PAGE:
It’s funny to think of that poem now in the current situation we are in. That poem explores the hopeful election of Obama, but also an uneasiness about the idea of trusting government or feeling patriotic as a queer person. I’ve never felt the patriotism that so many around me have so freely expressed throughout my life, and I think a lot of that comes from living as a gay person and often feeling like an outsider. I grew up in a small town in the Midwest and didn’t know any other out gay people until I went to college. This outsider perspective has made me more skeptical of things than other people might be. I’ve also always had a great love for travel and experiencing other places, which I think, to answer your question, is one of the best ways to step back and remember our humanity. When you never leave your bubble, you have little understanding of the reality of the world we live in.

Thanks again to Stephen for conducting this interview with me! Check out his new work in Queen Mobs and follow his new book release and other news via his website.

Photo credit: Sibling Rivalry Press

Thoughts with Alex Beecroft

written by Kelsey May | July 22, 2017

I recently sat down with Alex Beecroft, an activist, writer, organizer, and all-around lovely person. His attitude and smile are infectious, and if you ever see him in person, he would love to meet you (and cook with you and probably hug you). He helped found the Grand Rapids Autonomous Support System (G.R.A.S.S.) last year and is happy to say that it’s grown into an independently thriving organization.

Photo credit: Koviak Design Festivals

So Alex, I first became acquainted with you after hearing you perform poems at open mics around town, gosh, two years ago maybe? And then I saw you regularly working at the Fulton Street Farmer’s Market and eventually coordinating G.R.A.S.S. events. What are you up to these days?

I’m putting a lot of my creative energy into spaces, in the hope of making places [where] people feel safe to be vulnerable. That opens up the fertile grounds for healing.

Where did you learn the importance of community?

I’m from West Virginia [originally]. Lots of family members moved [to Grand Rapids] over the course of thirteen years. My grandparents came here just three years ago. I was the single child of a single mom, so we forged a really tight bond growing up. We had memorable dinner conversations growing up, [talking about] philosophy, politics, what is right or isn’t right.

I attended Catholic school [in West Virginia], and I was one of only six boys in my class. Honestly, I didn’t get shoved into the walls [at school] here. I would not be who I am if I hadn’t moved here.

Tell me more about G.R.A.S.S.

G.R.A.S.S. came to be out of the idea that our society is going through very tumultuous times, and we need to go through significant changes in order to survive as a species. Too many people follow the idea that it’s each man for himself. We need community to build human bonds and build trust in the understanding that working for someone else’s well-being is working for your own well-being.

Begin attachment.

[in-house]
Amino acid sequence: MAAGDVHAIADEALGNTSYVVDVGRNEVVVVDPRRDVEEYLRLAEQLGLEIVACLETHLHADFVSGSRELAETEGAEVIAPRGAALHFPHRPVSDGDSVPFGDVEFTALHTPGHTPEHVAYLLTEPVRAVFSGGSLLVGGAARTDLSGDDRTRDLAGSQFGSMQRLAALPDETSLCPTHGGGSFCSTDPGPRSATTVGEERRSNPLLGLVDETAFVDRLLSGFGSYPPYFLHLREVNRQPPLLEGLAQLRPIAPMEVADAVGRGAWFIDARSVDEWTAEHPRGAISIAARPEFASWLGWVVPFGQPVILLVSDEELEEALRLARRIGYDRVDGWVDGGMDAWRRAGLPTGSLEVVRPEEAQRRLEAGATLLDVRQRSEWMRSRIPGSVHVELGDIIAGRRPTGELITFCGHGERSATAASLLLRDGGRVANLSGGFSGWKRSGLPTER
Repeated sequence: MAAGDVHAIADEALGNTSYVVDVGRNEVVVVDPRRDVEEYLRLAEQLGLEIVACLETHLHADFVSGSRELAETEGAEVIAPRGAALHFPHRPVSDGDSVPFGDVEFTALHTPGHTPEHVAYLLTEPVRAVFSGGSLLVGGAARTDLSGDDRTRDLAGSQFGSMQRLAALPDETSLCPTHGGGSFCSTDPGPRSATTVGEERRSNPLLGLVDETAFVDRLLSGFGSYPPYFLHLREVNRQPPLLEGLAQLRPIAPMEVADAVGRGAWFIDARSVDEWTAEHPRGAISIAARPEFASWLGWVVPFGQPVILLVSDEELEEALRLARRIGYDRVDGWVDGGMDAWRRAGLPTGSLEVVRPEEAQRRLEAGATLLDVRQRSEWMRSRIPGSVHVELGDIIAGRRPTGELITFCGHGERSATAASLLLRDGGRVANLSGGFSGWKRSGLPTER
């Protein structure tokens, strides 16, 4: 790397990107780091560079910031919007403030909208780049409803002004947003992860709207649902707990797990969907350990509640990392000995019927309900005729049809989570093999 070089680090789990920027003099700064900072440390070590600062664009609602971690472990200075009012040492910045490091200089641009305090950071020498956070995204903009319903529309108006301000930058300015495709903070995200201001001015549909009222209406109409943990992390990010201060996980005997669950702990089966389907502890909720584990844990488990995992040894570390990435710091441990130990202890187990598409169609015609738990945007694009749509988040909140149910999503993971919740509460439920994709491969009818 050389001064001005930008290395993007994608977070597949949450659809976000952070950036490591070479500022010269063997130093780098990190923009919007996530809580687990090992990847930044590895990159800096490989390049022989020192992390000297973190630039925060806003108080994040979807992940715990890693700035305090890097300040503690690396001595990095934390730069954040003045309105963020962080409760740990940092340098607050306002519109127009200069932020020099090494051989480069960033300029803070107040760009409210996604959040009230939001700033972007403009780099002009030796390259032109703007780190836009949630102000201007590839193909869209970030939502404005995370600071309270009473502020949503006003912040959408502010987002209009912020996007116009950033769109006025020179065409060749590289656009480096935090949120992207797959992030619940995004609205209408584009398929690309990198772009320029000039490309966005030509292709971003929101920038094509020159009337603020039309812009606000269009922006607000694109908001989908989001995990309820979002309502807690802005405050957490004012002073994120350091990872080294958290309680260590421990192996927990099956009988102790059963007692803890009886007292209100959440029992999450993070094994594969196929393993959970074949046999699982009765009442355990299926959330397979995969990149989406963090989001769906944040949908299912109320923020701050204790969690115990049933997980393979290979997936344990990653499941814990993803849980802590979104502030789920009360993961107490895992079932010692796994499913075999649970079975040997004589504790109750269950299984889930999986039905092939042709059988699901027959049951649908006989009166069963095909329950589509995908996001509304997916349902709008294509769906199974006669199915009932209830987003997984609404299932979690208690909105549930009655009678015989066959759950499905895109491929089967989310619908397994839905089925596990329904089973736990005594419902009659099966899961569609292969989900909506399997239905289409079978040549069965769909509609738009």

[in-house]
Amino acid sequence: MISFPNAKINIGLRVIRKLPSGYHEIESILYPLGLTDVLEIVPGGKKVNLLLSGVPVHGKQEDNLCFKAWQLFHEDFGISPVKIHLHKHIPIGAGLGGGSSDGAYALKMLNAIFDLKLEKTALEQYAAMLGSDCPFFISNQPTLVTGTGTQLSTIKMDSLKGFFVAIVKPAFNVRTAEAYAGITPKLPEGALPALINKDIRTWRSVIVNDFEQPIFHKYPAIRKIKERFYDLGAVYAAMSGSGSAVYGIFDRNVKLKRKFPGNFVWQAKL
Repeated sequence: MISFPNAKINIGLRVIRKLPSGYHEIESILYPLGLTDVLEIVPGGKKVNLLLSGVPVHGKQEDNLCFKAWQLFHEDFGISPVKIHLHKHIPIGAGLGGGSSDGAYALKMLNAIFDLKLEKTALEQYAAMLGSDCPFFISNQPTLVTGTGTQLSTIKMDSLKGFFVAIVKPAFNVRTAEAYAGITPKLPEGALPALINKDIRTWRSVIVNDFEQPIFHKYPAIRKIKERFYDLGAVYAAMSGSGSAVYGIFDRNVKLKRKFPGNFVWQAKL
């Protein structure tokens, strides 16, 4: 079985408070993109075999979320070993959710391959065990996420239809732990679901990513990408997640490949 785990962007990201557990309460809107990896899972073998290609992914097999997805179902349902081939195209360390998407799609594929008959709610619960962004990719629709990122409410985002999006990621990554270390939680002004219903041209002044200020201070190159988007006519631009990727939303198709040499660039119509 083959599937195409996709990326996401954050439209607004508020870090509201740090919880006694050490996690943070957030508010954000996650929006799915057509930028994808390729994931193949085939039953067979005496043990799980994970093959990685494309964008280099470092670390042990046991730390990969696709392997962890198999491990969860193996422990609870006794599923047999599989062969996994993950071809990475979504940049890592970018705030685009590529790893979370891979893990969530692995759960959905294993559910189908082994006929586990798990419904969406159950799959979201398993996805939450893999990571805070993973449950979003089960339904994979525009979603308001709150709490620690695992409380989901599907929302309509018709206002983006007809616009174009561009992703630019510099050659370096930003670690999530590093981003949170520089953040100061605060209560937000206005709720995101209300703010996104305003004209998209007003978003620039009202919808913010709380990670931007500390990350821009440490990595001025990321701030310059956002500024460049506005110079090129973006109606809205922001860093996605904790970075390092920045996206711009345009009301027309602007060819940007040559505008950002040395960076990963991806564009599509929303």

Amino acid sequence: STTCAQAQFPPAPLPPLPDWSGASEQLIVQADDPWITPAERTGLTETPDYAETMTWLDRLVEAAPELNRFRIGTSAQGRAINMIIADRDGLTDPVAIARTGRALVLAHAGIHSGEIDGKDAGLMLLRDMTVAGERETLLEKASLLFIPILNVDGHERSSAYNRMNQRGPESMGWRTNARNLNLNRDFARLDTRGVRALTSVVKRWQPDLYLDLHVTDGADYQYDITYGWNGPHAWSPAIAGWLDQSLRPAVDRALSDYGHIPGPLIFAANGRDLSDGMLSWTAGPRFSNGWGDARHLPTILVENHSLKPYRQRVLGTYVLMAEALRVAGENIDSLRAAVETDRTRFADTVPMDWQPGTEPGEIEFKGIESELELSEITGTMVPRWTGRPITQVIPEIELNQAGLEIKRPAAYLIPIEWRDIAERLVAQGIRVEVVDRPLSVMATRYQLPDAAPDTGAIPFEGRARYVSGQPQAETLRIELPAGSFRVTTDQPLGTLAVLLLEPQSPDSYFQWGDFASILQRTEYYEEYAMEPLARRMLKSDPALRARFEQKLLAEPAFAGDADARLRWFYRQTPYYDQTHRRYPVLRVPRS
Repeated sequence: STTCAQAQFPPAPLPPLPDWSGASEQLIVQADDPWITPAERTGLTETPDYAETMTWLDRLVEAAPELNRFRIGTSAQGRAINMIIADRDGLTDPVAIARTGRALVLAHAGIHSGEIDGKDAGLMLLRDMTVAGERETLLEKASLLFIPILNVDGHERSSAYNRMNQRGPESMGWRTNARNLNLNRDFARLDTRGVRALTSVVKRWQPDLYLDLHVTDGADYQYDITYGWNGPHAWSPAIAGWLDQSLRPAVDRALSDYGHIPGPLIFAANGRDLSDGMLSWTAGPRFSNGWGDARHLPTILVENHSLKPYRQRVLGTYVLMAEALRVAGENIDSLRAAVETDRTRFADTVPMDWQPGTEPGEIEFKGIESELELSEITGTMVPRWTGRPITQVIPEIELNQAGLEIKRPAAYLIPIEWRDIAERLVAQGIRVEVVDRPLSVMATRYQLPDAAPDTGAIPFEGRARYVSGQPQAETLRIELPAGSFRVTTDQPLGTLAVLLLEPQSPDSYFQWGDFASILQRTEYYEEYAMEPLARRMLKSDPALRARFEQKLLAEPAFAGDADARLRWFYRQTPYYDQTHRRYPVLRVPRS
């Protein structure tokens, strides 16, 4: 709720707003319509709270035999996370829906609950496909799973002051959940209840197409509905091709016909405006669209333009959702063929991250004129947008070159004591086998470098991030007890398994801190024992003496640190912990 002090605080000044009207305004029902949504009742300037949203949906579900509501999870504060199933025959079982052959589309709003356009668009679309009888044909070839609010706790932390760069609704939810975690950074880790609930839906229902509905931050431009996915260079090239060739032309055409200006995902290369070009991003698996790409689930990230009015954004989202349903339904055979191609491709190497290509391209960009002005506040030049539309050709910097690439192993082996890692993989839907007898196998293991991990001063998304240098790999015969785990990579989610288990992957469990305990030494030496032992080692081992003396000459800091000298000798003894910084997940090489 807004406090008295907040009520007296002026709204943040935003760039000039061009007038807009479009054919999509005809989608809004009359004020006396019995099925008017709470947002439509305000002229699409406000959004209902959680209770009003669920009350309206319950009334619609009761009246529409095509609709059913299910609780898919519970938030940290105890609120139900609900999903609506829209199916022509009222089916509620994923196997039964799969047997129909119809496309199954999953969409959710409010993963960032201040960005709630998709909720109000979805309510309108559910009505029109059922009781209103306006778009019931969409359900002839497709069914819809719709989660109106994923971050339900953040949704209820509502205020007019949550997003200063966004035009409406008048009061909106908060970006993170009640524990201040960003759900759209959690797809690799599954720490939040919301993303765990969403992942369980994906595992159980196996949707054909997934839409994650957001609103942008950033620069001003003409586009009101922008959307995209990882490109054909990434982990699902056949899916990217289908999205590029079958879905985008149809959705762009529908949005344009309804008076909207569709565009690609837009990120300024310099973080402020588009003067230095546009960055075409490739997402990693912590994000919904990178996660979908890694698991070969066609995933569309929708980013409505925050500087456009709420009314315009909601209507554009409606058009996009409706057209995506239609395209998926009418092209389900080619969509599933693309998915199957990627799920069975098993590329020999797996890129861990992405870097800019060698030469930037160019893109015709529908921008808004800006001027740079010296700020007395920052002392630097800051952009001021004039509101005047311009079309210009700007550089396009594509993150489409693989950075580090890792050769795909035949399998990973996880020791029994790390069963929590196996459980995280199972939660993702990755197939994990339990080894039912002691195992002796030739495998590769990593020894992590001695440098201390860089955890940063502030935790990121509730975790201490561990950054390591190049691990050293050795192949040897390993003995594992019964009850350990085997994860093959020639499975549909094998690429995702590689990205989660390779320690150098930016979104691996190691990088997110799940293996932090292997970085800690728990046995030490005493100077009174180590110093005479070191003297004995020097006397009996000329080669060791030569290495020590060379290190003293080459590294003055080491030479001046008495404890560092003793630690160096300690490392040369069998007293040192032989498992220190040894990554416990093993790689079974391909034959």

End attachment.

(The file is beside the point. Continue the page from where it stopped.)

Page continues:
When there’s that communal trust, we can localize our resources and food production. Lack of reliance on the greater systems makes the larger systems irrelevant.

And that’s when change can happen, structurally speaking.

Right. We reach a consensus for all our group actions. It sounds radical, but we should return to city-state governments because people will be more empowered and have more say locally. In starting G.R.A.S.S., equal empowerment is really vital. G.R.A.S.S. exists for sincere human bonding. Right now, it’s focused on connections and inspiration, on everyone’s ability to create and manifest into being what they hold in their heart. We’ve found a lot of resonance in art events, like the Spectacle.

We pushed it to the next phase with the Sweetgrass Sage + Burn Transformational Festival. We introduced a workshop and communal education aspect over the two days so [attendees] could understand what’s going on in the world around all of us more deeply.

Photo credit: Samantha Breen

Can I ask you about your poetry?


Tell me about your writing process. Your poems focus almost exclusively on positive experiences, people, and self-reflection. 

So that focus came about early on. I was less than a year into my experience as a spoken word poet; while writing my Mahatma Gandhi piece, my mom stopped me and asked, “Why should I listen?” I understood on a deep level that there’s the poetry and the art that we [create] for ourselves and [there’s] the content we share with the world, [which] needs to have substance to it.

Poetry has this ability to present ideas to anyone who is actively listening to it. I like to use poetry to talk to people about the world around us. I [also] like to engage people emotionally, mentally, and spiritually.

Photo credit: Phoenix Photography

When did you start writing?

On the forum of Neopets. Someone would start [a message thread] with a theme, anything from day in the life to having elemental powers. I really remember one [that had] a Hogwarts-style theme. That was the first time I got into using the written word and feeling creatively powerful.

How has spoken word impacted you?

I first heard spoken word at Dr. Grin’s I think in fall 2013. I sat down [with friends], and the whole night, I was really into the content. That was the first time I [enjoyed] a whole night dedicated to poetry.

Encountering poetry and art forms where people express their experiences [has] really helped me understand others. In our community of artists, people use poetry to talk about race and their lives. It’s helped me hold an openness for what people put forward.

Photo credit: Scott Love

G.R.A.S.S. is open to anyone of any age, background, belief system (or lack thereof), or color. To find out more or check out their upcoming events, visit their Facebook page.

Conversation edited for clarity, organization, and grammar.
Featured image photo credit: Joshua Zittel